Chapter 6Introduction


Chapter 6Readings


Chapter 6Primary Sources & Artifacts

Primary Sources & Artifacts

Chapter 6Activities 11

Activities 11

Chapter 6Activities 12

Activities 12

Chapter 6Additional Resources

Additional Resources

Chapter 6Conclusion


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Powwow and Stomp Dance

Posted in Readings

Powwow and Stomp Dance

Powwows began in the west with Plains Indians. They were tribal assemblies where people would gather to celebrate and renew family and tribal ties. They quickly became tourist attractions. Modern powwows began to gain momentum in the late 1940’s and 1950’s. They are often held for competition with prizes being awarded for performance.

Many tribes have annual powwows. There are many people involved in the planning including a sponsor such as a tribe, a local college, or an organization. Planning may take months or even a year. A committee is formed to designate certain jobs.  The arena director is in charge of the powwow and the staff who run the event. The arena director makes sure that things are run smoothly, such as the dancers knowing the routines and assigning the judges to any contests. The master of ceremonies is the voice of the powwow and calls the event and dances. Head dancers are responsible for leading the other dancers in both dance and the entry parade at the beginning. The host drum provides music for the dancers. Powwows are usually set up in a series of circles, with the large center circle being known as the dance arena. The dance arena is where the master of ceremony has his table as well as where the drum groups sit. Outside the dance arena are circles used as for spectators and an area for booths for vendors selling food or arts or crafts.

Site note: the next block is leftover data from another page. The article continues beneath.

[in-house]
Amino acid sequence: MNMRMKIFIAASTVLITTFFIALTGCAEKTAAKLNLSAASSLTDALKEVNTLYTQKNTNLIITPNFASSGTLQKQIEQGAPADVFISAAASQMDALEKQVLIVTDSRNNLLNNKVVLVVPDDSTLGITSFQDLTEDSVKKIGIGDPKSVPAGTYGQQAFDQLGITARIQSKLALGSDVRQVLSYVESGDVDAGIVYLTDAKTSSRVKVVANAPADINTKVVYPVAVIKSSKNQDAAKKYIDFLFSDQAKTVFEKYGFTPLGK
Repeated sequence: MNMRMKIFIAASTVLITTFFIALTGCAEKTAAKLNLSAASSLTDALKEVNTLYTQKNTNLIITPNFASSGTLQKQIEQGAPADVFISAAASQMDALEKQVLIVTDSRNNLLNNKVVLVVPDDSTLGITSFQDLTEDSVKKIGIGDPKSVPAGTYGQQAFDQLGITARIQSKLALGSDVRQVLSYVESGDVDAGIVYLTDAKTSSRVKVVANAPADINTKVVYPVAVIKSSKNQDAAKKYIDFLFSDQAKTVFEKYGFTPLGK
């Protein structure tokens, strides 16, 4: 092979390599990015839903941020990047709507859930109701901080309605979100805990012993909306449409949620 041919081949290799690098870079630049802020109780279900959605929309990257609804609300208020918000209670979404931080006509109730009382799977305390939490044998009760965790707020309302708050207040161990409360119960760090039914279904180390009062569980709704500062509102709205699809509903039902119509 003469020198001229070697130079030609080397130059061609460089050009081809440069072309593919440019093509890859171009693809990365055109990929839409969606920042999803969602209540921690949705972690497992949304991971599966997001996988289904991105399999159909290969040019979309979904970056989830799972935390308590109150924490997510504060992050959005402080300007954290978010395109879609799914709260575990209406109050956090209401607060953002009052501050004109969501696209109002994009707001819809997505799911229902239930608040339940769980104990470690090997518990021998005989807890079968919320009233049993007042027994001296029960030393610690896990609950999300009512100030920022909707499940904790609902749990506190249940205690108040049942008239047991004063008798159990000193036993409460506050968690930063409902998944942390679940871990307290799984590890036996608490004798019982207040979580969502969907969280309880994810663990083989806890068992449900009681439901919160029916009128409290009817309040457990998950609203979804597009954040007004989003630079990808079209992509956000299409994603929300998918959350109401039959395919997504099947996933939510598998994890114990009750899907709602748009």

The Stomp Dance is a religious or ceremonial dance which is limited to the tribe and the community rather than open to tourists.  It is led by a male caller who is followed by a female dancer and the circle continues to alternate between male and female. Women wear shell-shakers, traditionally made from turtle shells but now usually made from condensed milk cans, filled with small stones. Women stomp and shake the cans to keep the rhythm of the dance. The dancers form a spiral with a real or symbolic fire in the central circle of the spiral. The dance is primarily performed by Eastern Woodland Tribes like the Myaamia. Men will wear a tunic shaped shirt with ribbon work on the back and chest. Women will wear a blouse and matching skirt with ribbon work along the hem.

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